The spoken word circuit is cruel. You're laughing, but it is. All niche art forms are. Think about it - in the worlds of live poetry (or whatever guise its operating under at any given moment), folk music, jazz, sculpture, and many other fringe art-forms, history is written by the winners. The people who are right at the forefront of the movements will always tell you it's never been better than it is right now, and the past when they didn't have a career was a bit of a shambles. Of course they would - they're at the top of the tree earning a living from it, and they'd hardly be likely to admit that their situation has all been a mistake. Often, of course, they also won't admit whose ideas they're borrowing or whose foundations they're building on to gain success. Artists are often rubbish at that sort of thing. Not you, of course - if you're reading this, I'm sure you're lovely.
I was a bit hacked off to read an interview with Richard Tyrone Jones in "Write Out Loud" where he explicitly mentions the fact that a lot of the people who worked hard to make sure the spoken word circuit developed have since not really reaped any benefits. The next "Utter!" on 16th December will be the last London event - though Lee Nelson will continue to operate Luton-based "Utter!"s - and it's sad that this poetry night should be bowing out after ten years of offering early opportunities to some of today's leading names.
Most performers on the circuit will happily admit that "Utter!" has been a fairer event than most, offering slots to all manner of different styles of poetry, from the experimental to the unashamedly populist. As a gauge of what's really going on in live poetry at any given moment, it's probably been a more honest sampler evening for new audience members than most other events which are increasingly targeting niche audiences. It's easy for uninformed people to kid themselves that there are two types of spoken word at the moment - urban and "serious, reflective" material - and not the wide cornucopia of styles in-between. "Utter!" dealt with that marvellously by offering mixed bills and opportunities for people who might not easily find major slots elsewhere. It also acknowledged history, as with the recent event showcasing performers from different decades of the circuit. At its best, it made the poetry world feel like a varied and colourful place, an arena with a past and present to be proud of.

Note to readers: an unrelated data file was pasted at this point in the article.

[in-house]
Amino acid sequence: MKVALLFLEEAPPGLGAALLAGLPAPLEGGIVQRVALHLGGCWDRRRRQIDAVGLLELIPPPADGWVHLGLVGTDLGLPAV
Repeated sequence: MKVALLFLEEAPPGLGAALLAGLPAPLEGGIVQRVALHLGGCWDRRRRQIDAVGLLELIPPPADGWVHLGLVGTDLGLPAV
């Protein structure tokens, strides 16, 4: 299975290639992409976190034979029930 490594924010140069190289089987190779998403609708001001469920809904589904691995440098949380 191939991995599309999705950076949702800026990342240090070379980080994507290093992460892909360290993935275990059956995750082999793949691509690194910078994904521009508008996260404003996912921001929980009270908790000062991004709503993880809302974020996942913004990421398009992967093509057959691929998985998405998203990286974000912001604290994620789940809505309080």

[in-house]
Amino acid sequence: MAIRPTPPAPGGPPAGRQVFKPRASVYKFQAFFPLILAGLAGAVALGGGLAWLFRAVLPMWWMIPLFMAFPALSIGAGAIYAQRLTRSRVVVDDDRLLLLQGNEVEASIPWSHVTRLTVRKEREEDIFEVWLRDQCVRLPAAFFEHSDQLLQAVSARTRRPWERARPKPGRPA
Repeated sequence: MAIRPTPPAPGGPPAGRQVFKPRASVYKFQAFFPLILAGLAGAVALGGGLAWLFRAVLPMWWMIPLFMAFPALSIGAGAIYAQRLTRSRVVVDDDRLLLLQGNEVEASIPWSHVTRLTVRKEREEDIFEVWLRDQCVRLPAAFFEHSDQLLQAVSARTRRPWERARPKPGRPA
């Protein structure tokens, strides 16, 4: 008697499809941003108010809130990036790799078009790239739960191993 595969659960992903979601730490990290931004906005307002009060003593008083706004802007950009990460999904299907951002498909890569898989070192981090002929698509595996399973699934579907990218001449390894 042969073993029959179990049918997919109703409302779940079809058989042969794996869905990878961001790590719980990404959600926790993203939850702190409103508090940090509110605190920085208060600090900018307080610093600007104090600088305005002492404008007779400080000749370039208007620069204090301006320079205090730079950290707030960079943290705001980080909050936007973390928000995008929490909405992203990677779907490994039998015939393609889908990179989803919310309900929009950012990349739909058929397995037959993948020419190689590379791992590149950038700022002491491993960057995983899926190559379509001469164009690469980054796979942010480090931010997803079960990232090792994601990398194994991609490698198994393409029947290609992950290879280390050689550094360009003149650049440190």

I've said it before many, many times, but the only hope spoken word has of being taken seriously in the long-term is if develops a stronger sense of its own history, its own influences, and a more developed level of press coverage beyond the extreme, rabid standbys of "Poetry is dead!" and "THIS NEW FIREBRAND IS THE FUTURE OF ALL LITERATURE!" Try looking up live recordings of relatively successful spoken word artists from fifteen years ago online. Then try ten years. Having much luck? Is it an embarrassment of archive footage or just a few measly offerings? We need to both respect the young performers of the present and the people who made it possible for them in the past if we're to avoid having the same ditchwater dull conversations in the media in ten years time. Without a recorded past, without dialogue, we're giving nobody any background for their news stories apart from the shock of the new and the tragic, lonely death of the old as the next fashion change sweeps through. YOUR TURN NEXT. Though thanks is obviously due to sites like "Write Out Loud" who try to create an archive of news stories and interviews, and to the Internet in general for making a recorded history much easier and cheaper to achieve.
I do hope to see a lot of you at Utter! on the 16th. It finishes with a slam of new performers competing for a £300 prize. At least one of them probably will be a name to watch out for in the future. It's a given. And they had better bloody remember "Utter!", or I'll break into the performer's house when they've signed their major publishing deal and de-alphabeticise their spice rack. The Facebook event page is here.